Bass or electric guitar?? NEED Advice from hard-core rockers

Discussion in 'Buying Tips, Advice and Discussion (archive)' started by whw5, May 10, 2004.

  1. whw5 macrumors regular

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    Feb 27, 2004
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    Atlanta
    #1
    I am going to start playing either the bass or the electric guitar soon. I am having a very hard time choosing between the two. I love pounding Bass lines however I am concerned that there are not enough cool bass lines out there that would be good to play. I mean is there enough stuff out there to really pound it? I would also be playing jazz with it, and is there any difference between the bass in the orchristra and the electric one. I know that not a lot of people play base, is there a reason for this?
    Also me and my friend are interested in starting up a band and would a base be a good thing to have in it. We like punk rock, like the vines, the hives, the darkness, red hot chillie peppers, ect. I also love playing guitar chords a lot however I am more interested in awsome intros and something to totally rock on. ANY help and recomendations, or sharing of experiences would be GREATLY appreciated. I have played trumpet for a while in my school band but I am looking for something more punk.
     
  2. vollspacken macrumors 65816

    vollspacken

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    #3
    go for the bass, it has more balls...

    vSpacken
     
  3. whw5 thread starter macrumors regular

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  4. phonemonkey macrumors regular

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    Feb 21, 2004
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    #5
    I play both and depending on what you want to play is where your decision should lie. I picked up bass solely on necessity, we fired our bassist last year and if we're playing stuff that I love, like RHCP, Sublime, Marley, etc, then bass is the way to go. There is never a lack of bass lines, especially if you are writing your own stuff. If you're going to be playing classic rock, skynnard or stuff that doesn't have much groove but powerchords then I'd go with a guitar because rock is really boring on a bass. Just look at a live performance and watch the bassist. They usually aren't having much fun. The only exception in the rock genre is Nirvana, but they were out there anyways. If you're playing funk, reggae, or things along that line go with bass.
     
  5. Crikey macrumors 6502

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    Spencer's Butte, Oregon
    #6
    Pick one and go with it! The four-string electric bass is typically tuned the same as the thicker four strings on a 6-string electric guitar, so what you learn on one will transfer over to the other if you want to switch (or add) later -- none of your effort will be wasted even if you change your mind. Seems like there are more guitar players than bass players, so it might be easier to get gigs with a bass. Also, it's a little less of an ego instrument.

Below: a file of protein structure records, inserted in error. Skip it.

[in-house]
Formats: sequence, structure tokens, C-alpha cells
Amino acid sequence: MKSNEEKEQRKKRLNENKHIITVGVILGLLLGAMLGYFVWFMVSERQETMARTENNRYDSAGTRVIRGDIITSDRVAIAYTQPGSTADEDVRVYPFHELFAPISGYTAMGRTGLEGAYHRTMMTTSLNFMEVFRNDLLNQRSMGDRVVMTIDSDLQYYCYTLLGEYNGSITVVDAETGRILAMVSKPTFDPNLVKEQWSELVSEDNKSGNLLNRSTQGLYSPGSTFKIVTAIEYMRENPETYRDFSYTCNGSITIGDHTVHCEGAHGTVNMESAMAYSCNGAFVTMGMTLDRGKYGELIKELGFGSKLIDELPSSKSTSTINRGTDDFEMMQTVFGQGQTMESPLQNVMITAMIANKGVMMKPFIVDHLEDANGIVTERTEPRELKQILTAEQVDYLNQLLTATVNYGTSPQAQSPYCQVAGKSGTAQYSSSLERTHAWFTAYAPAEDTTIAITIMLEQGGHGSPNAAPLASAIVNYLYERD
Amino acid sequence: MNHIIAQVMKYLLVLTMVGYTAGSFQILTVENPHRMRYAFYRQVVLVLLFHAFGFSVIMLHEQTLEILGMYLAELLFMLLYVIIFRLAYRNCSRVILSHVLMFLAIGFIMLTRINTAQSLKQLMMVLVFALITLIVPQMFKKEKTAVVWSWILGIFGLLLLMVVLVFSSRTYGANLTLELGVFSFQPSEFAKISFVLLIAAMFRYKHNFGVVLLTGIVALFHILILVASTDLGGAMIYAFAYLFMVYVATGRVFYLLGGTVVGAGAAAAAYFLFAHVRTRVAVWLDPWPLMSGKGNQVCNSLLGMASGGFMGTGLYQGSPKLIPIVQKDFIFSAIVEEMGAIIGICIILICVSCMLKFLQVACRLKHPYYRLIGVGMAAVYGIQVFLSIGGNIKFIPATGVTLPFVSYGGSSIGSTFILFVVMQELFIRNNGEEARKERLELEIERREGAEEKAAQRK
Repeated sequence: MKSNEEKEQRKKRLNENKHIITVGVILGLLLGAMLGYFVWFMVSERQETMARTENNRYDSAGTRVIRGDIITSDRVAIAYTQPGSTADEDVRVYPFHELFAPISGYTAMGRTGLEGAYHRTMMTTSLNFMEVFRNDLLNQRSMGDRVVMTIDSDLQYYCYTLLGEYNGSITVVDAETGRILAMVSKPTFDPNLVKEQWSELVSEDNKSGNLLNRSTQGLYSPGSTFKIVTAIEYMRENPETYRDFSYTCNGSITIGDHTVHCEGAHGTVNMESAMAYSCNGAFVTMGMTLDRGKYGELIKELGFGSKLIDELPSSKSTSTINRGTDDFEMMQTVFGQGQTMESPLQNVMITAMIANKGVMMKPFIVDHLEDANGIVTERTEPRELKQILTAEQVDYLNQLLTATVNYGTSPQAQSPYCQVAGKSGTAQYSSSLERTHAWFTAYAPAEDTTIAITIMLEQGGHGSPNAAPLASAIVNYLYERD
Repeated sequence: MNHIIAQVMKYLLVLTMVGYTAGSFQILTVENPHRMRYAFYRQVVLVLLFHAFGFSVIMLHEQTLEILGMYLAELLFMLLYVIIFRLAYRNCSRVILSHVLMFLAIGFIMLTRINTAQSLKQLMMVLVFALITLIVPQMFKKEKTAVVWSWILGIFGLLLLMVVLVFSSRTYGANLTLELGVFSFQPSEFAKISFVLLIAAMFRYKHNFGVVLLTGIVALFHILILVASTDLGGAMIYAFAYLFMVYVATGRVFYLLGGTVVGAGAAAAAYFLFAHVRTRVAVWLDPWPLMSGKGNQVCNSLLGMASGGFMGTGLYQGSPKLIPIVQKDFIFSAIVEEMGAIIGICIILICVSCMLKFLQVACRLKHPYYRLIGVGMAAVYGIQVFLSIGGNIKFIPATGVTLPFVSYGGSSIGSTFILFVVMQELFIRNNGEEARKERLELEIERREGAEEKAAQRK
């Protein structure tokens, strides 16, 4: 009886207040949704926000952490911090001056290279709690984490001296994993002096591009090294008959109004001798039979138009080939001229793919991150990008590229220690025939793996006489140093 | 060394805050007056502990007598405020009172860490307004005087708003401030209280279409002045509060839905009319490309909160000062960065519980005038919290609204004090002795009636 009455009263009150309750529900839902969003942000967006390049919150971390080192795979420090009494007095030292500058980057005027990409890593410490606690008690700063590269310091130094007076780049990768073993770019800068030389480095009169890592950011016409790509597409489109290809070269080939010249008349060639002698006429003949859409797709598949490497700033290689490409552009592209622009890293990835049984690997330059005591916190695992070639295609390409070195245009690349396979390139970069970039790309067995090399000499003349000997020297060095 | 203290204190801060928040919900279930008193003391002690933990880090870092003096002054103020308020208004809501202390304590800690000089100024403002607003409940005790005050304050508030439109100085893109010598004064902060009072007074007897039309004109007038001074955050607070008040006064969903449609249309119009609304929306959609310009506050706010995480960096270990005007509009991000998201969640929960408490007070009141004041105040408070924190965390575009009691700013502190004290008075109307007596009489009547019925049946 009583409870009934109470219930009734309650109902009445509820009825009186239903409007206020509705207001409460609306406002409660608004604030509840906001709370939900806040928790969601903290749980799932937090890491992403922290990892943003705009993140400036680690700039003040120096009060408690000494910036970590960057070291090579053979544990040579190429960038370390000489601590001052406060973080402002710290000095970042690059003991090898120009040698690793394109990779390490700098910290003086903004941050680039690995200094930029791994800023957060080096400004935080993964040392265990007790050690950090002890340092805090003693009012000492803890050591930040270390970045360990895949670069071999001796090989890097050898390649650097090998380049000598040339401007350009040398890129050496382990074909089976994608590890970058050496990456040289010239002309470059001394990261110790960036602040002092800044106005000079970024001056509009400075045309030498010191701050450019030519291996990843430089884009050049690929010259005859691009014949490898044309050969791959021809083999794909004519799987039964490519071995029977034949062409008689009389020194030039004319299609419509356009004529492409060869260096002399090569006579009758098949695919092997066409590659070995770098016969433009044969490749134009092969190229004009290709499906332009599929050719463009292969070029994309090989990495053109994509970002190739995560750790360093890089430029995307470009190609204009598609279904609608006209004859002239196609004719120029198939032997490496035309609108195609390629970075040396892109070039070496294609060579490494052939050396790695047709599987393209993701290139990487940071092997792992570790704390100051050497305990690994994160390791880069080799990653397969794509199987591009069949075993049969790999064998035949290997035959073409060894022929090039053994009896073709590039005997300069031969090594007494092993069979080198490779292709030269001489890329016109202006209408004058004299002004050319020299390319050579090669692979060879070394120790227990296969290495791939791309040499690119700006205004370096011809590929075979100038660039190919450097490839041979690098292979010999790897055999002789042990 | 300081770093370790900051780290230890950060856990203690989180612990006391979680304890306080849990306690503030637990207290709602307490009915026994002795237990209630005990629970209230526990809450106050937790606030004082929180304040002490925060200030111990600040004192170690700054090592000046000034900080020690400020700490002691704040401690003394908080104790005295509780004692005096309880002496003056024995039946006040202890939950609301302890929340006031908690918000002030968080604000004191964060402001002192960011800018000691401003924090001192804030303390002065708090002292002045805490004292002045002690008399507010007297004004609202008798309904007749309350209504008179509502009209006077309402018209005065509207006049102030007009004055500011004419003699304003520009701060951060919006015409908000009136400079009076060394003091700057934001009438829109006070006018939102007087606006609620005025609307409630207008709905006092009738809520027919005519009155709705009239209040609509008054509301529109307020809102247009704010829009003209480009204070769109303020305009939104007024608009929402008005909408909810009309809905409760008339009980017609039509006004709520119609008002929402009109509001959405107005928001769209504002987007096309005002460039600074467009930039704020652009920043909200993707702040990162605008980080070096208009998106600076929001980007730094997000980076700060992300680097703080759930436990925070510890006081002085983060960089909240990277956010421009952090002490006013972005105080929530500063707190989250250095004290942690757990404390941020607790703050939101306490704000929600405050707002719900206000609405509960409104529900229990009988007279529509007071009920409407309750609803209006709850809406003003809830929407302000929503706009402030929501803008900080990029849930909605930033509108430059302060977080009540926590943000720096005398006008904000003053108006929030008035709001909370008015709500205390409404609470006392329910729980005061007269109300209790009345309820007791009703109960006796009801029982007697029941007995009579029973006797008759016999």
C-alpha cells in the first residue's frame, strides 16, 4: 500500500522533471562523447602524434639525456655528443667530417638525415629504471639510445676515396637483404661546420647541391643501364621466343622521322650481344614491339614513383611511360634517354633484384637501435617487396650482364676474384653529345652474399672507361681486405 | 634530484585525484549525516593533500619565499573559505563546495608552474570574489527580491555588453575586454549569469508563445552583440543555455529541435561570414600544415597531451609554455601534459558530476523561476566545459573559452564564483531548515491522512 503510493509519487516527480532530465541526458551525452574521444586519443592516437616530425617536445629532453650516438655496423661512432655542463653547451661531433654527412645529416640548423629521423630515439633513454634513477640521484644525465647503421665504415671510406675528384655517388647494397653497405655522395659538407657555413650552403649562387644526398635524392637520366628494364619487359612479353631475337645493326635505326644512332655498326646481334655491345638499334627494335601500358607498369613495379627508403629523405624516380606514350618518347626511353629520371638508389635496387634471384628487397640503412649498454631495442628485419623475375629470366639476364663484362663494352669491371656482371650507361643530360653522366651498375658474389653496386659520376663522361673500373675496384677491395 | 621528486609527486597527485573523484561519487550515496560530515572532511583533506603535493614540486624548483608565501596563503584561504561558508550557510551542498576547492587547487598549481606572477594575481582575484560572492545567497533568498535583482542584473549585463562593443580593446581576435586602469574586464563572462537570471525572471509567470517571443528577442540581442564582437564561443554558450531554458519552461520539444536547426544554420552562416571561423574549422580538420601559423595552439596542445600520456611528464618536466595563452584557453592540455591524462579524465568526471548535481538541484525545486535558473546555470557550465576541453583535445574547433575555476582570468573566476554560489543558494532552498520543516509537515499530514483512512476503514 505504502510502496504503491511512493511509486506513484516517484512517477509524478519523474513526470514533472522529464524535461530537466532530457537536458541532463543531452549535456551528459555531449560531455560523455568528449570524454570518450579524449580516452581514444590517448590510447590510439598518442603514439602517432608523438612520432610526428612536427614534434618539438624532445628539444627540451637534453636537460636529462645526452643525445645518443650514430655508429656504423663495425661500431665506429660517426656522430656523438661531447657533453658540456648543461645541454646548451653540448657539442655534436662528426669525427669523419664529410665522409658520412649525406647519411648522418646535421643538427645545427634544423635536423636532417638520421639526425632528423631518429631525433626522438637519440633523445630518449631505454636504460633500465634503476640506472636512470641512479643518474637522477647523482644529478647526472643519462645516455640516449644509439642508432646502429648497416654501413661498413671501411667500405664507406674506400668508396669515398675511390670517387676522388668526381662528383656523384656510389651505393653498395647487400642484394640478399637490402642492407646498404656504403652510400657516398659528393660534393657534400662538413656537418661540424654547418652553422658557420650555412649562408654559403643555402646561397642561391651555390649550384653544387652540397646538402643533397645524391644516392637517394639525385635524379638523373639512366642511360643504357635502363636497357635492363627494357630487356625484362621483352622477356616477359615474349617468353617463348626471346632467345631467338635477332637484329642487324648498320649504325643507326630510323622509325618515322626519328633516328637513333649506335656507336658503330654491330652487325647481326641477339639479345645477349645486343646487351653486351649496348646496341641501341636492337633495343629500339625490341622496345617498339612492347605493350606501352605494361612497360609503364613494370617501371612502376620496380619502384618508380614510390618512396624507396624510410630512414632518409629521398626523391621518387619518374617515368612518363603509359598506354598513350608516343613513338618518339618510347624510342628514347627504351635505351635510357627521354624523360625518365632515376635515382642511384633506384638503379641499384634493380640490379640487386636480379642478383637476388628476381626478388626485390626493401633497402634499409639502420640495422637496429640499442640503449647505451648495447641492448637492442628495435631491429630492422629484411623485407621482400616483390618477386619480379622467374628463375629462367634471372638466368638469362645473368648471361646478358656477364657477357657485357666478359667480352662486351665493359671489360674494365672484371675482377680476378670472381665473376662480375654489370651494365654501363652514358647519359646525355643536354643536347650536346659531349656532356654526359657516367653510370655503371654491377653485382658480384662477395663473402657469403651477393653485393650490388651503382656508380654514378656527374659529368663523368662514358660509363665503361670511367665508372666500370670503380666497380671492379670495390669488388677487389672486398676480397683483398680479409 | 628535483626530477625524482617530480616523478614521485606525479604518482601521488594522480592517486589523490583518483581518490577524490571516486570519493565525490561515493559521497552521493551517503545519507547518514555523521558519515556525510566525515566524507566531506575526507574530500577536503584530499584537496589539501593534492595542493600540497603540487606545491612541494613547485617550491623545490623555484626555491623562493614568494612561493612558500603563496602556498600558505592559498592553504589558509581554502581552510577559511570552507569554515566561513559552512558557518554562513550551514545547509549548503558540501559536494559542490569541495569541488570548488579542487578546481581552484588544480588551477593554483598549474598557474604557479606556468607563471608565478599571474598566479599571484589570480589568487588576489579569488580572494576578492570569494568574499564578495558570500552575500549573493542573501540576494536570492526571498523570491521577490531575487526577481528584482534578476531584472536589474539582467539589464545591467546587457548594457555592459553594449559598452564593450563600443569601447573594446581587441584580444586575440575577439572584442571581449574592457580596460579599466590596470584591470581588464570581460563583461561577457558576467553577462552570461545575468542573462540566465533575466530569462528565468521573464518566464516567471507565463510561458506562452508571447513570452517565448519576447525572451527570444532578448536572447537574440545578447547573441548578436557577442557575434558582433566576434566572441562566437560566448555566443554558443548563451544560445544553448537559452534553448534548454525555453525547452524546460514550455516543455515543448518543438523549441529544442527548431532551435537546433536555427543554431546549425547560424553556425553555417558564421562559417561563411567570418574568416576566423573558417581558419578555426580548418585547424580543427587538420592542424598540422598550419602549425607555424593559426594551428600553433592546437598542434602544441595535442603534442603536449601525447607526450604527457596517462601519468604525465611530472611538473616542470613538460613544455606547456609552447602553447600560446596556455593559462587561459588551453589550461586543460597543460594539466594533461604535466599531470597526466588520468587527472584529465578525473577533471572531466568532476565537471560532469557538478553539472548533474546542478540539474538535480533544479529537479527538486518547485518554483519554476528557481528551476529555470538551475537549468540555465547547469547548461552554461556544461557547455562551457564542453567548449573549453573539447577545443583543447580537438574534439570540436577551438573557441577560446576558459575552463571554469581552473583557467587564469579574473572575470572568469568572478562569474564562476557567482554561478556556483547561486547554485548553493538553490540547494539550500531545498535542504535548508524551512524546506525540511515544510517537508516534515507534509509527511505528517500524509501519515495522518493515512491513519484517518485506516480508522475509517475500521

You asked if you can play jazz with an electric bass guitar. The short answer is yes, but for some styles (trad, swing, and acoustic in general) most bands have a bassist that plays a large acoustic stand-up bass rather than an electric one. For rock and electric jazz, the electric bass is fine.

    Rock on, dude!


    Crikey
     
  6. Bhennies macrumors 6502

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    #7
    guitar players can always play bass, can't say that all bass players can play guitar. Learn guitar, you learn both. Learn bass, you learn bass. Get a guitar.
     
  7. kanker macrumors 6502

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    Indy
    #8
    I disagree completely. Most guitar players don't have enough restraint to play bass, and then don't have the concept to play bass either. They may be similar instruments, but they are extremely different concepts.

    I guess your choice should be based a little bit on your personality. Are you harsh and abrasive? Then play guitar. ;) If you are more supportive, then bass is the way to go. You wonder if there are enough cool bass lines out there to play- make them up. IMHO, guitar players are a dime a dozen. A good bass player who can play a large number of styles of music will keep working for years to come.
     
  8. Horrortaxi macrumors 68020

    Horrortaxi

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    Jul 6, 2003
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    Los Angeles
    #9
    I remember when people used to fall in love with an instrument or a person who played that instrument and made their choice based on that.